Mastercard still insists that Merricks’ ‘speculative’ and ‘fundamentally misconceived’ claim has been driven by lawyers and backed by organisations ‘primarily focused on making money for themselves’, and has stated that it ‘will continue to oppose [the claim]’. Mastercard has also highlighted failed attempts by class action lawyers in the US to bring almost identical claims against it.
Mastercard is represented by Freshfields Bruckhaus Deringer. Freshfields partner, Mark Samson, has suggested that the latest judgement was a ‘win’ for Mastercard, as it reduces the value of the claim by over £5bn (or 35%). Samson explained that the judgement related to issues that centred on claiming on behalf of deceased people and for compound interest, and not whether or not the claim would be certified. This reflects the fact that the CPO order was uncontested, suggesting that Mastercard anticipated that the CAT would certify the case.
What’s the significance?
Firstly, the CAT’s ruling enables the UK’s first and largest ‘opt-out’ antitrust damages class action case to proceed to trial on substantive legal issues. Since the collective proceedings regime for UK competition law has only been recently introduced by the Consumer Rights Act 2015, there have been limited opportunities to launch such proceedings. As suggested by Gareth Shaw, head of money at Which?, the judgement ‘could open the door for many other cases to follow suit’.
An interesting development that occurred after the August 2021 ruling is the UK Supreme Court’s rejection of the class action claim in Lloyd v Google. Lloyd’s team argued that Google was secretly tracking the internet activity of a proposed class of four million iPhone users in England and Wales between 2011 and 2012. This non-competition claim is not covered by the regime introduced in 2015, and thus demonstrates an alternative class action mechanism. According to legal commentators, the rejection by the Supreme Court means that it is unlikely that similar group privacy claims will proceed.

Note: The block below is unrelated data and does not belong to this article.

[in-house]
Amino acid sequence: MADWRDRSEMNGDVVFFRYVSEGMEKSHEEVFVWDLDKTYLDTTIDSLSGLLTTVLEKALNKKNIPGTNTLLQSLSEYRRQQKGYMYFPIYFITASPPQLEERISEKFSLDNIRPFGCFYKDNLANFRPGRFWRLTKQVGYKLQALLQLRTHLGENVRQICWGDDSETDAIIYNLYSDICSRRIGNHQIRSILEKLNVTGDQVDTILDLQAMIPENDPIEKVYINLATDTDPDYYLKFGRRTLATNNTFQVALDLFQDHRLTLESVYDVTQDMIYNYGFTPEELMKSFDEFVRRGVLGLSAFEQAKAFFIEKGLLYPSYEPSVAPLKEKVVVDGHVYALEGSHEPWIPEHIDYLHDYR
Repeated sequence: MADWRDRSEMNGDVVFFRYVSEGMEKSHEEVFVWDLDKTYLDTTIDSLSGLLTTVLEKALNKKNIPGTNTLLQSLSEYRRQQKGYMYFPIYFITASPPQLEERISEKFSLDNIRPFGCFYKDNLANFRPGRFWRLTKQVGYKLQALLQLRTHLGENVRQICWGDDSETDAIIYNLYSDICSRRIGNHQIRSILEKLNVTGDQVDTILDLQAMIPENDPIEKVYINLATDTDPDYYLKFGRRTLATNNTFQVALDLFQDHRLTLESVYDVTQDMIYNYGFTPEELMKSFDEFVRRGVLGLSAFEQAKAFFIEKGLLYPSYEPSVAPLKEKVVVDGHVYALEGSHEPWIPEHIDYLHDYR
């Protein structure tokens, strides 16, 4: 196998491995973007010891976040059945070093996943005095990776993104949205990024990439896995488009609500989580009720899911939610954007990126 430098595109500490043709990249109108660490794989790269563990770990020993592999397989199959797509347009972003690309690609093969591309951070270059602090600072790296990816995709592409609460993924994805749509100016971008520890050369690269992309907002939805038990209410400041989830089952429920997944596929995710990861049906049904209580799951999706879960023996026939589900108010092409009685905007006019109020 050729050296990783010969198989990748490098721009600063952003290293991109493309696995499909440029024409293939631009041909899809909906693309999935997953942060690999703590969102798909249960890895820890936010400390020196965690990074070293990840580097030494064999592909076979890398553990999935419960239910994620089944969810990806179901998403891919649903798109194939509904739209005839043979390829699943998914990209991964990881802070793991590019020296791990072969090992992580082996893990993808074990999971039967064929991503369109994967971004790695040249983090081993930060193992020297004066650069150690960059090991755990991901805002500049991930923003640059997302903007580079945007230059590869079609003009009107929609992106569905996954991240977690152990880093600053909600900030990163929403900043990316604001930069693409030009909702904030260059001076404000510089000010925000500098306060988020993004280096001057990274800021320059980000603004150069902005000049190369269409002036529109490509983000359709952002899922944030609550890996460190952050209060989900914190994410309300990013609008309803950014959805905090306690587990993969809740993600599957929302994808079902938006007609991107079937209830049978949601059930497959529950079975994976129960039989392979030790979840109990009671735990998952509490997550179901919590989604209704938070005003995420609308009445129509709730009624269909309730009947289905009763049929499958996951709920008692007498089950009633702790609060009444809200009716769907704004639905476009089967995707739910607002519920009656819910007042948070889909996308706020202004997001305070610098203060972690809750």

Secondly, and especially relevant for pending class action cases, the CAT’s ruling highlights the potential proactive and rigorous role of the CAT in considering the approval of CPOs and, if approved, their appropriate scope. It specifically ‘provides valuable guidance on the CAT’s approach to issues around class definition and litigation funding’. This is of interest to high value ‘opt-out’ CPO applications that are currently awaiting determination by the CAT, including the ‘Boundary Fares’ case (which concerns the costs of boundary tickets paid by rail users) and the Trucks cartel claims (that will require the CAT to investigate the line between ‘opt-in’ and ‘opt-out’ claims). It is also relevant for the very recent hearing at the CAT regarding whether a CPO can be launched with a potential pay-out of £150m to car buyers over an alleged automobile cartel. Now that the Merricks v Mastercard case is moving beyond the certification stage, there will be ‘significant attention paid to the proceedings adopted by the CAT’.
Thirdly, it highlights the opportunity for defendants to use the CPO certification hearing before the CAT to ‘narrow the class definition and reduce the aggregate damages sought’. Although the Mastercard class action case is unusually large financially, it illustrates the ability for defendants to reduce potential damages exposure and litigation costs, which is relevant for class action cases of all sizes.
Looking forward, as highlighted by Emilie Jones of Pinset Masons, it will be interesting to see how much of the £12bn claimed in the Mastercard case is actually distributed to consumers if successful. This will provide an indication of the effectiveness of ‘opt-out’ procedures in delivering customer redress. Given the potential pay-out to a huge number of people, the fact that this case has already been in the works for over four years, and that it is significant for subsequent class action cases, its progress is of fundamental importance.